“They don’t make them like they used to,” people are known to say when visiting historic cathedrals. They should hasten to add “except in Russia.”
The Russian Revival style of architecture, which combines historical details with modern building materials and techniques, remains popular in Russia. In fact, one of the largest and most ambitious buildings ever created in this style was just opened last month.
The Main Cathedral of the Russian Armed Forces is dedicated to the 75th anniversary of the Red Army’s Victory in the Great Patriotic War, which is what Russians call World War II. In addition to being a place of worship for practitioners of the Russian Orthodox faith, the cathedral is a monument to Russian military might, both in World War II and in all other historical conflicts where Russian armies prevailed.
It is located in a complex called Patriot Park in the Odintsovsky District, about 34 miles west of Moscow. According to the cathedral’s official website, “the church was designed in a monumental Russian style, organically incorporating modern architectural approaches and innovations unique to the Orthodox Church creations.”
At 95 meters in height and 79 meters in length, the Military Cathedral is one of the largest Orthodox churches in Russia. The Saviour-Not-Made-by-Hands icon that looks down from the central dome is the largest image of Christ’s face ever created in mosaic.
Clearly, the church was built with the intention that it would stand alongside St. Basil’s and other important Orthodox cathedrals as a significant Russian landmark. When the project was announced, in 2018, Russian President Vladimir Putin said it would be “one more symbol of the indestructibility of our national traditions, of our loyalty to the memory of our forefathers and their achievements,” according to a report in the Times of London.
The modern elements of the cathedral include a façade that is totally clad in metal and enormous glazed arches that allow natural light to pour in from above. But these items are integrated into an overall aesthetic that is uncompromisingly traditional.
One thing that separates this cathedral from those of past centuries was the length of its construction. Despite the intricacy of its detailing, the cathedral was built in just 18 months. Funding for the project came from both private donations and public funds from the city of Moscow and the surrounding region of the Moscow Oblast. Overall, it is said to have cost 82 million USD.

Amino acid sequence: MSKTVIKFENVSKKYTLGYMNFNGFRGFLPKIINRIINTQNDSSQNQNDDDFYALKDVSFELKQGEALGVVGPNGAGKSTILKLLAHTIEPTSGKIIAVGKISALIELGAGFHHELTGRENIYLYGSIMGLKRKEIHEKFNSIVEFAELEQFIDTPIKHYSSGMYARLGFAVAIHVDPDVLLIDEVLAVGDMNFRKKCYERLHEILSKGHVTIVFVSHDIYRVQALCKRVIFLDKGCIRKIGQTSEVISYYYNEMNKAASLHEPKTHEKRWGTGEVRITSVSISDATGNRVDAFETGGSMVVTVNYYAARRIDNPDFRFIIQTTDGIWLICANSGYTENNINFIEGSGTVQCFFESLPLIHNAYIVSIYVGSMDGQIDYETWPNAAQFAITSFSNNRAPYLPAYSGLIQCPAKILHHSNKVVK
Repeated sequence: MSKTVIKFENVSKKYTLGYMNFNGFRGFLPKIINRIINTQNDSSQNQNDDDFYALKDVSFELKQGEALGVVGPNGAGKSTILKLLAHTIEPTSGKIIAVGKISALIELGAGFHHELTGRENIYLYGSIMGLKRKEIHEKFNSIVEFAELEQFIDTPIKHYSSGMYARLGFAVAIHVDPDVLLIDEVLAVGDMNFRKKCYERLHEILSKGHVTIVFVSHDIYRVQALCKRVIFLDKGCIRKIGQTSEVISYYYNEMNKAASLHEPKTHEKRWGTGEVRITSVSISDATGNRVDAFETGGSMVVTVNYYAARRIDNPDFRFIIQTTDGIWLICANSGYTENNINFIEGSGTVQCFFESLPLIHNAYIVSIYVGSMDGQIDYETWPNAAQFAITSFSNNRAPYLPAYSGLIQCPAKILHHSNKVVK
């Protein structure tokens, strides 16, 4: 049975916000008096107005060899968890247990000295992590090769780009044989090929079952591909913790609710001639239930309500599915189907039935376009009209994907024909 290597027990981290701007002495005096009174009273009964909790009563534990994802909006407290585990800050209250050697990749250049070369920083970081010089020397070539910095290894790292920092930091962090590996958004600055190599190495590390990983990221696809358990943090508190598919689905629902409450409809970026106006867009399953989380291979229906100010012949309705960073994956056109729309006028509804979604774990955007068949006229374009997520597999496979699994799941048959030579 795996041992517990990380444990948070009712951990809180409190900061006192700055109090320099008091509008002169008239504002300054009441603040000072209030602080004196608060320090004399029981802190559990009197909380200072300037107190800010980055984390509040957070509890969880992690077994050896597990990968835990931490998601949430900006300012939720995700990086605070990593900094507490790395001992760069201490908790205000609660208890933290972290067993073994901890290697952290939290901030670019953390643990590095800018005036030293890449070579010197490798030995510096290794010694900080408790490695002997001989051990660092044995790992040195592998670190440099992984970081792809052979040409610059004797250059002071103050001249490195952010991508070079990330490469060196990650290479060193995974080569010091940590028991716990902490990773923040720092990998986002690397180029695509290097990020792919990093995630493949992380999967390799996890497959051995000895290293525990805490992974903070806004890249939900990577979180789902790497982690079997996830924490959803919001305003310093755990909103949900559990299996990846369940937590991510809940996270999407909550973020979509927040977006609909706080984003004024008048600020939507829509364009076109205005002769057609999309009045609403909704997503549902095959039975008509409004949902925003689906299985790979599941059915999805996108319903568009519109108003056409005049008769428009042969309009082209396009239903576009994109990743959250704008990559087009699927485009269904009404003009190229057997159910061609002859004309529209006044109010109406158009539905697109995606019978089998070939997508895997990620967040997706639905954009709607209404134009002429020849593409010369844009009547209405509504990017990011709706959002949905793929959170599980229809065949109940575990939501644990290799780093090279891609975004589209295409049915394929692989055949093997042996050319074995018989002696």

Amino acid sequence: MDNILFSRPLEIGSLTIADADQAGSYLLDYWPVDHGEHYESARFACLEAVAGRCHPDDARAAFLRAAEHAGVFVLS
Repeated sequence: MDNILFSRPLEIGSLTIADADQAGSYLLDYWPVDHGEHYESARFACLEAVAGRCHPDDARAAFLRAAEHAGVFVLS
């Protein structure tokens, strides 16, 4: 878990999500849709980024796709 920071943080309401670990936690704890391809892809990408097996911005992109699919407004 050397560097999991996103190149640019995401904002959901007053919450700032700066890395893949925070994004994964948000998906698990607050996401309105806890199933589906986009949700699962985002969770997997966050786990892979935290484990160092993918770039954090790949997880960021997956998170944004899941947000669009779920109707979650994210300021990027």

The dimensions of the church are symbolic. The diameter of the drum of the main dome is 19.45 meters, symbolizing the final year of World War II, 1945. The belfry is 75 meters heigh, representing the 75 years that have passed between 1945 and 2020, the year of the church’s consecration. And finally, the height of the small dome is 14.18 meters, reflecting the 1,418 days and nights that the conflict lasted. The steps to the cathedral are rumored to be clad in metal sourced from melted-down Nazi tanks.
The cathedral’s combination of religious and patriotic sentiment is itself a throwback, as the great Catholic and Orthodox cathedrals of past centuries were also built to glorify the wealth and power of the state. The walls of the church are decorated with stained glass mosaics that illustrate scenes from both scripture and Russian history, including those of the Red Army’s victory over the Nazis.
One wing of the cathedral is dedicated to a museum-style exhibition that traces the history of the Russian state and its armed forces. In April 2020, two months before its consecration, the cathedral made international headlines when photos leaked of mosaics that appeared to celebrate Russia’s 2014 annexation of Crimea. These murals featured an image of Putin, bringing the cathedral’s celebration of Russian history right up to the present.
The Russian government at first defended these murals, which sparked outrage around the world, but later decided to remove them. According to a spokesperson from the Kremlin, it was Putin himself who recommended the removal. “Someday our thankful descendants will appreciate our merits, but it’s too early to do so now,” the Russian president is said to have remarked.
Whether or not Putin’s likeness is displayed inside the cathedral, the church embodies his vision of the Russian nation. Some may find it ironic to celebrate the Red Army in a church, given that religion was repressed during the Soviet era.
But for Putin and other leaders who position themselves as the guardians of national traditions, the accuracy of a given historical account is less important than its political utility. From the standpoint of bolstering Russian national pride, synthesizing the grand legacy of Orthodox church architecture with the military accomplishments of the Soviet Union makes perfect sense.